Chazelle has cast symbols of vivacious youth and humble talent. Ryan Gosling and Emma Stone have been following the path of bona-fide movie star duo; they recalled Spencer Tracy and Katharine Hepburn in their gender comedy Crazy, Stupid, Love. (2011), reworked Bogart and Bacall in L.A. noir, Gangster Squad (2013) and now, in what surely certifies them as the most electric on-screen couple since the “Golden Age,” they embody Fred Astaire and Ginger Rogers. They may lack the same level of dancing talent and vocal performance, but this only serves to humanise them and encourage us to fall in love. How appropriate that they both receive their star on the Hollywood Walk of Fame, together, at the launch of this film; there is something enchanting, undeniably old-fashioned, in their collaborative star-power.
It becomes clear that both characters function as alter-egos for Chazelle; Seb (Gosling) is a jazz pianist and aficionado who bemoans his arts decline in the modern age, while Mia (Stone) is a barrister and aspiring actress raised on Hollywood classics, undergoing countless humiliating auditions to become the next Ingrid Bergman. They both dream of fulfilment within industries that seem to thrive only in their imagination, and it is in their charming obduracy and passion for anachronistic expression that sparks their romantic voyage
And what a voyage! Their fanciful odyssey is complimented by an exquisitely constructed tableau vivant—pictorial L.A. landscapes scorched with purple, red and orange skies; a utopian world forever caught in Magic Hour. Not since Richard Linklater’s Before Sunrise (1995) has the sensation of being caught in love, when the company of only one person matters and the outside world is a distant hum, been so effectively communicated. Alongside euphoria, in love there is a sundry of complex emotions, sometimes elegiac and occasionally even rancorous. La Land Land does not shy away from these bittersweet and anguishing sentiments. Where many traditional musicals presented phoney emotional resolutions laden with ulterior conservative ideology that re-affirms the sanctity of marriage and the importance of patriarchy, La La Land shows its progressive cards and achieves profound emotional realism—a non-binary, apolitical truth that will have any curmudgeon weeping in tears.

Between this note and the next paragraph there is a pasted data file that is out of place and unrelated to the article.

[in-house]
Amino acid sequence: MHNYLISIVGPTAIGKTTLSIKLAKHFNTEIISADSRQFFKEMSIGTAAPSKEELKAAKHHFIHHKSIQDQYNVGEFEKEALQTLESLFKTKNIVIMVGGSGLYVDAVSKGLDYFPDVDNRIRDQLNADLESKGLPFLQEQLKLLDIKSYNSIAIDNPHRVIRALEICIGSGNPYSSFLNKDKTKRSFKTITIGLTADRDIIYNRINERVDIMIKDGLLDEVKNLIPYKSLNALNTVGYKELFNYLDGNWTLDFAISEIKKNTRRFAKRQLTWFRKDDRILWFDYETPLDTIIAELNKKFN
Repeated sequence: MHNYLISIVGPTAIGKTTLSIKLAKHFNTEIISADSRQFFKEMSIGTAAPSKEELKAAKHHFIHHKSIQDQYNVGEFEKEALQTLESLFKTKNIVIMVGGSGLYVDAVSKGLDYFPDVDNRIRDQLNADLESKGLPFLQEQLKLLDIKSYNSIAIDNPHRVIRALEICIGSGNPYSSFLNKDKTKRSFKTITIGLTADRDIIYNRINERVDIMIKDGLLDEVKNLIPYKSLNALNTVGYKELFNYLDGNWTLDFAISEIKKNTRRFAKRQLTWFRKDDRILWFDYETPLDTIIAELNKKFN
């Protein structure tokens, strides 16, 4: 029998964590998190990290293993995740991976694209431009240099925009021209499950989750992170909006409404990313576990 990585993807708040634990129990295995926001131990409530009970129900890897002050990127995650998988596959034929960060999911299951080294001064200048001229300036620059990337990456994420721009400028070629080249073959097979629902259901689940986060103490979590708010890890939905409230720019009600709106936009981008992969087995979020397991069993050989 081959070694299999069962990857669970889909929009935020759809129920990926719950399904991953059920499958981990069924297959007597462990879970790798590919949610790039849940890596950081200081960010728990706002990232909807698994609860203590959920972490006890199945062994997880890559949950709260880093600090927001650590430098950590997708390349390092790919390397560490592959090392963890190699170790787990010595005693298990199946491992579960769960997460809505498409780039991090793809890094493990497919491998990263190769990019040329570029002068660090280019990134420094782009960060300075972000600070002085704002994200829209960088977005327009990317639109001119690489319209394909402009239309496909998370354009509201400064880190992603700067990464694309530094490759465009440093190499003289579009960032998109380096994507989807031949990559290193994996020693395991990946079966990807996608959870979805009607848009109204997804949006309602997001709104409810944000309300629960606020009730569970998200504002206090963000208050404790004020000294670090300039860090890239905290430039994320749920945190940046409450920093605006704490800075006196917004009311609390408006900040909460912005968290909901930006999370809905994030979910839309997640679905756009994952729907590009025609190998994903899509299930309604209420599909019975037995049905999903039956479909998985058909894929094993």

Naturally with any popular success that catches the imagination, there is always going to be a contrarian voice howling against the moon. One can feel the liberal intelligentsia backlash brewing. They will lambast the film for its appropriation of their esoteric auteur Jacques Demy, marking out their elitist territory while ignoring the fact that this is Demy’s greatest advertisement. More absurdly, Elon Rutberg calls the film “fascist”, an ironic suggestion from a man known for his collaborations with Kayne West, the only artist to legitimise the Trump administration. More condescending is the liberal white man criticising the fact that Gosling’s Seb, a white guy, is the saviour of jazz, while assuming for themselves the white saviour role to defend the helpless black man.
With one foot in the past and the other in the future, Chazelle has crafted a musical ode to all the dreamers out there struggling to make a living within the confines of their passion and in the face of pandemic cynicism. It’s easy to be cynical, that’s what get demagogues elected, but it’s harder to be hopeful. La Land Land is an obloquy, the antidote, to incessantly scornful developments, a sincere statement of love and hope. This is a film made for romantics and a world in desperately in need of some dancing.